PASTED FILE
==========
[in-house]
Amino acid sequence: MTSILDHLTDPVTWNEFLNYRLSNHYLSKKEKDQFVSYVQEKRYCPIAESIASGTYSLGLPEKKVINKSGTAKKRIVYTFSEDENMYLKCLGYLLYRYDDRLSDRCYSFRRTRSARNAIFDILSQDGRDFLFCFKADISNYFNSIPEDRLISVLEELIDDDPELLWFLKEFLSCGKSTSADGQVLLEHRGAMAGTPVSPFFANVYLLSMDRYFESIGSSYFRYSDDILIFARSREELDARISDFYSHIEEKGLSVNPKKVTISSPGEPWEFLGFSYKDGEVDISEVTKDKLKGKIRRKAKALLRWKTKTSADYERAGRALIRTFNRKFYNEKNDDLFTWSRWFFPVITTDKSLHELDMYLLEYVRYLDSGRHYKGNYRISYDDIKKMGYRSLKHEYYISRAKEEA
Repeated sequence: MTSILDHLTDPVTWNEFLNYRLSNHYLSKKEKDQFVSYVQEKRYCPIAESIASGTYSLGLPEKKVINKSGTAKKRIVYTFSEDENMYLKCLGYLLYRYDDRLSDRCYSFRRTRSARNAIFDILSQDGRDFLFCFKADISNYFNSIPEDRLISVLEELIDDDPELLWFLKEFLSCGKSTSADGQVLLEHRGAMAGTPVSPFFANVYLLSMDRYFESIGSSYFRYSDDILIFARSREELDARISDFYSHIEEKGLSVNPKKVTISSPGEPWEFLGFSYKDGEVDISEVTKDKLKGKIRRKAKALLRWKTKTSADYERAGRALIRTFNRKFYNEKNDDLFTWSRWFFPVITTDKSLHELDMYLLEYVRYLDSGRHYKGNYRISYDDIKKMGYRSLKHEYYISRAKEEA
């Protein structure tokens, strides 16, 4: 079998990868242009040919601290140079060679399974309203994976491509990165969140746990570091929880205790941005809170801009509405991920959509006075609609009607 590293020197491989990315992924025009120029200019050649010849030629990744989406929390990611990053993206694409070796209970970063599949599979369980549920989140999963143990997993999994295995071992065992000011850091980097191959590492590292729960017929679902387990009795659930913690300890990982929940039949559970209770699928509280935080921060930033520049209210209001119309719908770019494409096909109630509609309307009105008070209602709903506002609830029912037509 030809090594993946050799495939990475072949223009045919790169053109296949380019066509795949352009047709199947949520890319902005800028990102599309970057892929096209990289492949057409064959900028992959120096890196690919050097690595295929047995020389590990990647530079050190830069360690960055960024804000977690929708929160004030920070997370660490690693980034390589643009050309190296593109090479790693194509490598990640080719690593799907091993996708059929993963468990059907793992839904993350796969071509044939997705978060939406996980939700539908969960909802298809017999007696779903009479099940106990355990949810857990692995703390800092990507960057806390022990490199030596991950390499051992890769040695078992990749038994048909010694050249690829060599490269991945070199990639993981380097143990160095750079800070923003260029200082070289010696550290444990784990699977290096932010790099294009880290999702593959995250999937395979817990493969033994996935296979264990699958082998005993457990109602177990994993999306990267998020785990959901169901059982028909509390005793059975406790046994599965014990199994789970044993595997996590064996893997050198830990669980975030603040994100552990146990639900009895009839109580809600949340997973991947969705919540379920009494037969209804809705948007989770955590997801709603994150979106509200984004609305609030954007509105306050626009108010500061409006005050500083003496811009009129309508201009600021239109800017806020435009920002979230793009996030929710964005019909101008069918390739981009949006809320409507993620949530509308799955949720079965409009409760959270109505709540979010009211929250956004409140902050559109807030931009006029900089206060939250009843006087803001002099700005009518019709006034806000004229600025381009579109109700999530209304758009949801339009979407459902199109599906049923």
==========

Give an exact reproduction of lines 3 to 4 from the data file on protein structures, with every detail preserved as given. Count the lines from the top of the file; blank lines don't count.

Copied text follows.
Repeated sequence: MTSILDHLTDPVTWNEFLNYRLSNHYLSKKEKDQFVSYVQEKRYCPIAESIASGTYSLGLPEKKVINKSGTAKKRIVYTFSEDENMYLKCLGYLLYRYDDRLSDRCYSFRRTRSARNAIFDILSQDGRDFLFCFKADISNYFNSIPEDRLISVLEELIDDDPELLWFLKEFLSCGKSTSADGQVLLEHRGAMAGTPVSPFFANVYLLSMDRYFESIGSSYFRYSDDILIFARSREELDARISDFYSHIEEKGLSVNPKKVTISSPGEPWEFLGFSYKDGEVDISEVTKDKLKGKIRRKAKALLRWKTKTSADYERAGRALIRTFNRKFYNEKNDDLFTWSRWFFPVITTDKSLHELDMYLLEYVRYLDSGRHYKGNYRISYDDIKKMGYRSLKHEYYISRAKEEA
């Protein structure tokens, strides 16, 4: 079998990868242009040919601290140079060679399974309203994976491509990165969140746990570091929880205790941005809170801009509405991920959509006075609609009607 590293020197491989990315992924025009120029200019050649010849030629990744989406929390990611990053993206694409070796209970970063599949599979369980549920989140999963143990997993999994295995071992065992000011850091980097191959590492590292729960017929679902387990009795659930913690300890990982929940039949559970209770699928509280935080921060930033520049209210209001119309719908770019494409096909109630509609309307009105008070209602709903506002609830029912037509 030809090594993946050799495939990475072949223009045919790169053109296949380019066509795949352009047709199947949520890319902005800028990102599309970057892929096209990289492949057409064959900028992959120096890196690919050097690595295929047995020389590990990647530079050190830069360690960055960024804000977690929708929160004030920070997370660490690693980034390589643009050309190296593109090479790693194509490598990640080719690593799907091993996708059929993963468990059907793992839904993350796969071509044939997705978060939406996980939700539908969960909802298809017999007696779903009479099940106990355990949810857990692995703390800092990507960057806390022990490199030596991950390499051992890769040695078992990749038994048909010694050249690829060599490269991945070199990639993981380097143990160095750079800070923003260029200082070289010696550290444990784990699977290096932010790099294009880290999702593959995250999937395979817990493969033994996935296979264990699958082998005993457990109602177990994993999306990267998020785990959901169901059982028909509390005793059975406790046994599965014990199994789970044993595997996590064996893997050198830990669980975030603040994100552990146990639900009895009839109580809600949340997973991947969705919540379920009494037969209804809705948007989770955590997801709603994150979106509200984004609305609030954007509105306050626009108010500061409006005050500083003496811009009129309508201009600021239109800017806020435009920002979230793009996030929710964005019909101008069918390739981009949006809320409507993620949530509308799955949720079965409009409760959270109505709540979010009211929250956004409140902050559109807030931009006029900089206060939250009843006087803001002099700005009518019709006034806000004229600025381009579109109700999530209304758009949801339009979407459902199109599906049923």